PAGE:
Drought in US southeast provokes power plant cutbacks
Drought conditions persist in the Southeast causing hydroelectric power plants to cease operations and coal-fired plants to be monitored closely. Georgia Power is not operating any of its hydro plants and Alabama Power has had to cut back electricity generation from its hydroelectric power plants by 70%.
Ann de Rouffignac
Low river and lake water levels in the US Southeast have prompted electric utilities to cut production of hydroelectric power and even reduce output from certain coal plants that depend on river water for cooling. Meanwhile, some utilities have turned to more expensive purchased power and simple cycle gas plants for replacement electricity.
Forecasters predict the drought that has plagued the Southeast for a third year will not to go away any time soon.
�The drought will be prolonged and no lasting relief is in the forecast,� says Doug Marsano, consultant with American Water Works Association in Denver.
Other weather experts agree.
�There are drought conditions in Mississippi, Florida, Alabama, and Georgia,� says Mike Hayes, climate impact specialist at the National Drought Mitigation Center, Lincoln, Neb. �The multiyear drought in Georgia could force problems. The longer it lasts the more problems will come out that we hadn�t heard of before.�
With respect to power plants, the most obvious impact is on hydroelectric plants, but coal and gas plants that depend on rivers and lakes for cooling are also affected. Georgia Power Co. is not operating any of its hydroelectric plants that normally provide a little less than 3% of its electricity.
Georgia Power�s coal-fired Plant Mitchell continues to be of concern, says John Sell, spokesman for Georgia Power, a unit of Southern Co. The Flint River almost dropped below the in-take structure for the plant. And coal plants use a lot of water.
�We�ve had some recent rains,� says Sell. �But we continue to watch it very closely and remain very concerned.�
Another Georgia power coal plant remains on a system of capped generation because of the drought. Power output from the coal-fired Plant Yates which uses water from the Chatahoochie River must vary with the level of the river, says Sell.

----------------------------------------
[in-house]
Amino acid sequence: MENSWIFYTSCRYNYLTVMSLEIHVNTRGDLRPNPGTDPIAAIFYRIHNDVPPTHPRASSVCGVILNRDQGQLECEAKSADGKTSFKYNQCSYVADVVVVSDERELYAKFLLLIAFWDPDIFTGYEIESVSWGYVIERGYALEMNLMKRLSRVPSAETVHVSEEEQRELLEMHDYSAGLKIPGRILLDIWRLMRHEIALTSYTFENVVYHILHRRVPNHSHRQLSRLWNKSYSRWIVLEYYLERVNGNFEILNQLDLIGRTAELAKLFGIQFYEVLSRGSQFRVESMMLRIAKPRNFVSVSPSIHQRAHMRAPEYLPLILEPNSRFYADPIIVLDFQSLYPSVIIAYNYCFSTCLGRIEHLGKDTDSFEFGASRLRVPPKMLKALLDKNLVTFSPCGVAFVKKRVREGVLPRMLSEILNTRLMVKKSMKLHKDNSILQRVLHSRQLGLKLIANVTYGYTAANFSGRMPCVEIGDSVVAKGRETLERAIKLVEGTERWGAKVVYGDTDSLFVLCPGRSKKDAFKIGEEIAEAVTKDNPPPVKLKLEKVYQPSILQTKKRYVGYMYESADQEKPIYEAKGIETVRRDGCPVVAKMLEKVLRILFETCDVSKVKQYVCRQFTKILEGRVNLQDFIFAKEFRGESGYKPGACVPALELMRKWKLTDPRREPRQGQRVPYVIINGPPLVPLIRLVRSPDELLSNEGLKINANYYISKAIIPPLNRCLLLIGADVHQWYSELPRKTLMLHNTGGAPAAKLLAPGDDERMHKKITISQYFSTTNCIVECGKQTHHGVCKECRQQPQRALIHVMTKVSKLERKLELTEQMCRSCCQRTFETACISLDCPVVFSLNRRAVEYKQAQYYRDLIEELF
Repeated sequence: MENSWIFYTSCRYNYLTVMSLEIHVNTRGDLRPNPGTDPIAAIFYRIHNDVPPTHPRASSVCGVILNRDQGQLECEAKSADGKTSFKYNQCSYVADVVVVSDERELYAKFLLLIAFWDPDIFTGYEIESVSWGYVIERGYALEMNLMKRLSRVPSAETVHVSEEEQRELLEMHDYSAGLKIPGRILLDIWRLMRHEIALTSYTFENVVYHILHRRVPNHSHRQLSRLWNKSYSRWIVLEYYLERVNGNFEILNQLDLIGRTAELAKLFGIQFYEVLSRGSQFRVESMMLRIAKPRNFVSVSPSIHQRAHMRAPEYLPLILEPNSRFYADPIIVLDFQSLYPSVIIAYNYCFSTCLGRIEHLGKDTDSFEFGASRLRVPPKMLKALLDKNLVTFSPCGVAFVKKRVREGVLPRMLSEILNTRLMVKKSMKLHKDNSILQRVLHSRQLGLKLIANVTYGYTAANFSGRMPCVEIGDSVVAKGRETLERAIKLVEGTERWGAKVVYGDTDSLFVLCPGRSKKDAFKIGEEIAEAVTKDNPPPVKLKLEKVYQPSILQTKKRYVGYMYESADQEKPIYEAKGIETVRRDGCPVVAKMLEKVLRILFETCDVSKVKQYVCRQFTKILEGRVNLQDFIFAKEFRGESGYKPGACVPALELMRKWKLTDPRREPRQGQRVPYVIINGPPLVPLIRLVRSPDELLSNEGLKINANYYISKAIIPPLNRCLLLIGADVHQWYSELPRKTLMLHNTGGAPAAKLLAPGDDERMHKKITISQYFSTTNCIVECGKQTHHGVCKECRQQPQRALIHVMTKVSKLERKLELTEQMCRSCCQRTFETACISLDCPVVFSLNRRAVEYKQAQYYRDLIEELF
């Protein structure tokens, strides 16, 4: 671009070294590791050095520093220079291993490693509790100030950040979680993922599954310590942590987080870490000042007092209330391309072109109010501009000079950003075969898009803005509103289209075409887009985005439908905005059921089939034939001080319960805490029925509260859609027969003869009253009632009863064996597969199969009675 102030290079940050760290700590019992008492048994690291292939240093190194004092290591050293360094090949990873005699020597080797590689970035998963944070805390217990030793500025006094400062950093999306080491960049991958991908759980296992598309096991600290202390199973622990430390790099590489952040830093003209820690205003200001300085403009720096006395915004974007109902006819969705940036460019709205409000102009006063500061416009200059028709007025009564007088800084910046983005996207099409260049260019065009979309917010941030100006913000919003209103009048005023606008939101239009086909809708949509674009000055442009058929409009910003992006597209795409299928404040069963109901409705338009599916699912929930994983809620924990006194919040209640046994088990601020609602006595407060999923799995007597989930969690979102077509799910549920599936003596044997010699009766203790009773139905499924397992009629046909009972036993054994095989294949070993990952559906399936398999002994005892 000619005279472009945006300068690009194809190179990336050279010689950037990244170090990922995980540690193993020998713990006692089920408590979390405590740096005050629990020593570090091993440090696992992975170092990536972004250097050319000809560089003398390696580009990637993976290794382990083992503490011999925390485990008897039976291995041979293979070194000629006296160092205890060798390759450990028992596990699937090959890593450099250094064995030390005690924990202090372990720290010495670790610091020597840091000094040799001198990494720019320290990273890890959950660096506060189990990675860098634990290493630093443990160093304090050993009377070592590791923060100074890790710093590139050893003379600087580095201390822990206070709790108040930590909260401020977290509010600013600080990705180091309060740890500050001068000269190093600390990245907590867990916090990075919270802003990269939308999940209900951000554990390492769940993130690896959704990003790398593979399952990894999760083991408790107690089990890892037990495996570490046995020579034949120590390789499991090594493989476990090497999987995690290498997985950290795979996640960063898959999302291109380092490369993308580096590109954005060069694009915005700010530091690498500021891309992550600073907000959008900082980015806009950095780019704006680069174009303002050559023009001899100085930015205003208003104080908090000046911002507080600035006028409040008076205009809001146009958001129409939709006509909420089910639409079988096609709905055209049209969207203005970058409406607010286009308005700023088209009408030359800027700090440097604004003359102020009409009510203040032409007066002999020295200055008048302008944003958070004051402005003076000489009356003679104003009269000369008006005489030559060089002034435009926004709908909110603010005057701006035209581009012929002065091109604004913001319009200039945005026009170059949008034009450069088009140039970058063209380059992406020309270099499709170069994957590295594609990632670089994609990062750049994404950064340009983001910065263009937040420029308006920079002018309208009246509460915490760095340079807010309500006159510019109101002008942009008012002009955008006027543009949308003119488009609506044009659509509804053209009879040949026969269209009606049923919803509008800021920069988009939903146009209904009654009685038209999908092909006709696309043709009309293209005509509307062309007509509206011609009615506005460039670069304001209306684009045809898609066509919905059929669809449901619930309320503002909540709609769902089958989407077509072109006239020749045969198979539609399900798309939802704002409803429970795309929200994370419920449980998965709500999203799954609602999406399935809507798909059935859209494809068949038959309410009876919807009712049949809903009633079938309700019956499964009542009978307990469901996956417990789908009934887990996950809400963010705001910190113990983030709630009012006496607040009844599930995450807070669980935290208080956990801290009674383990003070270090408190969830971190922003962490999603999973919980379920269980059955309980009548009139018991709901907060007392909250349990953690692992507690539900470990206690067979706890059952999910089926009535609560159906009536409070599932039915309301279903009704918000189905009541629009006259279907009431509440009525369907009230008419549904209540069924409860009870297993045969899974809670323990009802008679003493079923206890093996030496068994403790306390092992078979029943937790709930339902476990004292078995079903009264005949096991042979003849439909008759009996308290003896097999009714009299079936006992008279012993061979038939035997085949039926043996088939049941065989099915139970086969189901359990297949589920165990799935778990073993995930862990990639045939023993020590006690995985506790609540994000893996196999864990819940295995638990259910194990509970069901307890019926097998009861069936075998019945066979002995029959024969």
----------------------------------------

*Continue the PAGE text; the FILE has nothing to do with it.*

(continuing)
�The capped generation is an ongoing situation,� says Sell.
Sell would not say how many megawatts, if any at this time, Plant Yates had to cut back.
Alabama Power Co. has had to cut back electricity generation from its hydroelectric power plants by 70%, says Darya Braggs, spokeswoman for Alabama Power, also a Southern Co. unit.
�The drought has had quite an impact on us,� she says.
Despite the drought, Georgia Power expects to operate its hydroelectric plants during the August peak, says Sell. Since the operation of the hydro plants will be near the close of the hot summer season, the company feels more comfortable operating them at that time, he says.
The North American Electric Reliability Council warned as early as May in its outlook for the summer that drought conditions could affect power output in the southeast.
Because of the heat and the drought, Georgia Power has had to purchase additional power on the wholesale market and run its gas combustion turbines that don�t require as much cooling water as coal plants or combined-cycle gas plants. The company filed an application with Georgia Public Service Commission last week to recover an additional $98.8 million in fuel expenses from using combustion turbines and to recover the cost of purchased power resulting from the hot dry conditions.
The entire states of Georgia, Alabama, Florida, and parts of Mississippi and Louisiana have been declared a drought area by the National Drought Mitigation Center.